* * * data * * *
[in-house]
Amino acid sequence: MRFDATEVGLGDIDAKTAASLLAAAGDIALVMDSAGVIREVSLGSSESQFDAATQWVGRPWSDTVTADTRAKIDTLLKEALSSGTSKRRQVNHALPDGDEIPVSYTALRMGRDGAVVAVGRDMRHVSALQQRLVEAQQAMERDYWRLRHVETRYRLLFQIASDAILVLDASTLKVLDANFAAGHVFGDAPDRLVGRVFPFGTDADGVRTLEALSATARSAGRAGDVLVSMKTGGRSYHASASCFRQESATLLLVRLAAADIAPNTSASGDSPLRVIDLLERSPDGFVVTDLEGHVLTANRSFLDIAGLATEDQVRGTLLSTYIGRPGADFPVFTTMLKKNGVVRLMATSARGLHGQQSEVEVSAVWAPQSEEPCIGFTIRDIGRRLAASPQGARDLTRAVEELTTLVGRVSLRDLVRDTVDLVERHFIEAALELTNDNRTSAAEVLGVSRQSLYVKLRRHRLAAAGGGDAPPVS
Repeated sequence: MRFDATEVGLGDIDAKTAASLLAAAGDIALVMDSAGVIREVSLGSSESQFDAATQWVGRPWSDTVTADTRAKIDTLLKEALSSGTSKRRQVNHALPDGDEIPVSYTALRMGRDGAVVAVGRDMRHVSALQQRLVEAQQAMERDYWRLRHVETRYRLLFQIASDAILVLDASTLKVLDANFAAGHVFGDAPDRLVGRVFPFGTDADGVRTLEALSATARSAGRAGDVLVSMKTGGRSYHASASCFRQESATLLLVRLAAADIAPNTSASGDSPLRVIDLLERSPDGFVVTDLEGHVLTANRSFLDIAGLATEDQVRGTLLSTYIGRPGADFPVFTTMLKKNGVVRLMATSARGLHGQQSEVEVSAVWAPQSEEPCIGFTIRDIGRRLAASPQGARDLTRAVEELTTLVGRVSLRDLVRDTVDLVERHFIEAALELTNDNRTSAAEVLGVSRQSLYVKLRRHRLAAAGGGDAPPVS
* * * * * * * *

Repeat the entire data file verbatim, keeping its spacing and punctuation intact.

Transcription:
[in-house]
Amino acid sequence: MRFDATEVGLGDIDAKTAASLLAAAGDIALVMDSAGVIREVSLGSSESQFDAATQWVGRPWSDTVTADTRAKIDTLLKEALSSGTSKRRQVNHALPDGDEIPVSYTALRMGRDGAVVAVGRDMRHVSALQQRLVEAQQAMERDYWRLRHVETRYRLLFQIASDAILVLDASTLKVLDANFAAGHVFGDAPDRLVGRVFPFGTDADGVRTLEALSATARSAGRAGDVLVSMKTGGRSYHASASCFRQESATLLLVRLAAADIAPNTSASGDSPLRVIDLLERSPDGFVVTDLEGHVLTANRSFLDIAGLATEDQVRGTLLSTYIGRPGADFPVFTTMLKKNGVVRLMATSARGLHGQQSEVEVSAVWAPQSEEPCIGFTIRDIGRRLAASPQGARDLTRAVEELTTLVGRVSLRDLVRDTVDLVERHFIEAALELTNDNRTSAAEVLGVSRQSLYVKLRRHRLAAAGGGDAPPVS
Repeated sequence: MRFDATEVGLGDIDAKTAASLLAAAGDIALVMDSAGVIREVSLGSSESQFDAATQWVGRPWSDTVTADTRAKIDTLLKEALSSGTSKRRQVNHALPDGDEIPVSYTALRMGRDGAVVAVGRDMRHVSALQQRLVEAQQAMERDYWRLRHVETRYRLLFQIASDAILVLDASTLKVLDANFAAGHVFGDAPDRLVGRVFPFGTDADGVRTLEALSATARSAGRAGDVLVSMKTGGRSYHASASCFRQESATLLLVRLAAADIAPNTSASGDSPLRVIDLLERSPDGFVVTDLEGHVLTANRSFLDIAGLATEDQVRGTLLSTYIGRPGADFPVFTTMLKKNGVVRLMATSARGLHGQQSEVEVSAVWAPQSEEPCIGFTIRDIGRRLAASPQGARDLTRAVEELTTLVGRVSLRDLVRDTVDLVERHFIEAALELTNDNRTSAAEVLGVSRQSLYVKLRRHRLAAAGGGDAPPVS